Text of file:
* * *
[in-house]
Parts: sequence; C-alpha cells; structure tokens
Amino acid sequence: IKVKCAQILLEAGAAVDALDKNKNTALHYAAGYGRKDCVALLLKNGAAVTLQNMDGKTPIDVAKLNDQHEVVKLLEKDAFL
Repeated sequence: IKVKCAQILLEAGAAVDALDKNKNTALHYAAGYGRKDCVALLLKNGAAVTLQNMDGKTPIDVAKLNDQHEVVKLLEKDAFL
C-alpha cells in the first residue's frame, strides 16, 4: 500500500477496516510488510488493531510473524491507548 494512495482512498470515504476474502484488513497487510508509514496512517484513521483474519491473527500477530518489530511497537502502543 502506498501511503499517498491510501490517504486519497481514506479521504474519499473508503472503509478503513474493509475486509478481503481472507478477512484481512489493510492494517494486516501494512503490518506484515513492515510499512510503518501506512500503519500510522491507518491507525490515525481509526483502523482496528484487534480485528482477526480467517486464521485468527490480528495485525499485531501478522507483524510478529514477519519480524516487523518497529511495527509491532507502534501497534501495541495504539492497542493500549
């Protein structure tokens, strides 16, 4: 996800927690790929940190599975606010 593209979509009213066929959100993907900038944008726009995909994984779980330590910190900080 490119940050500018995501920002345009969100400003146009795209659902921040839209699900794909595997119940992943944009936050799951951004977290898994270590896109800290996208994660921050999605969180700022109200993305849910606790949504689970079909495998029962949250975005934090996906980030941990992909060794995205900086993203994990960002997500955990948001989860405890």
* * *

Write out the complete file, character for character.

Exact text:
[in-house]
Parts: sequence; C-alpha cells; structure tokens
Amino acid sequence: IKVKCAQILLEAGAAVDALDKNKNTALHYAAGYGRKDCVALLLKNGAAVTLQNMDGKTPIDVAKLNDQHEVVKLLEKDAFL
Repeated sequence: IKVKCAQILLEAGAAVDALDKNKNTALHYAAGYGRKDCVALLLKNGAAVTLQNMDGKTPIDVAKLNDQHEVVKLLEKDAFL
C-alpha cells in the first residue's frame, strides 16, 4: 500500500477496516510488510488493531510473524491507548 494512495482512498470515504476474502484488513497487510508509514496512517484513521483474519491473527500477530518489530511497537502502543 502506498501511503499517498491510501490517504486519497481514506479521504474519499473508503472503509478503513474493509475486509478481503481472507478477512484481512489493510492494517494486516501494512503490518506484515513492515510499512510503518501506512500503519500510522491507518491507525490515525481509526483502523482496528484487534480485528482477526480467517486464521485468527490480528495485525499485531501478522507483524510478529514477519519480524516487523518497529511495527509491532507502534501497534501495541495504539492497542493500549
């Protein structure tokens, strides 16, 4: 996800927690790929940190599975606010 593209979509009213066929959100993907900038944008726009995909994984779980330590910190900080 490119940050500018995501920002345009969100400003146009795209659902921040839209699900794909595997119940992943944009936050799951951004977290898994270590896109800290996208994660921050999605969180700022109200993305849910606790949504689970079909495998029962949250975005934090996906980030941990992909060794995205900086993203994990960002997500955990948001989860405890």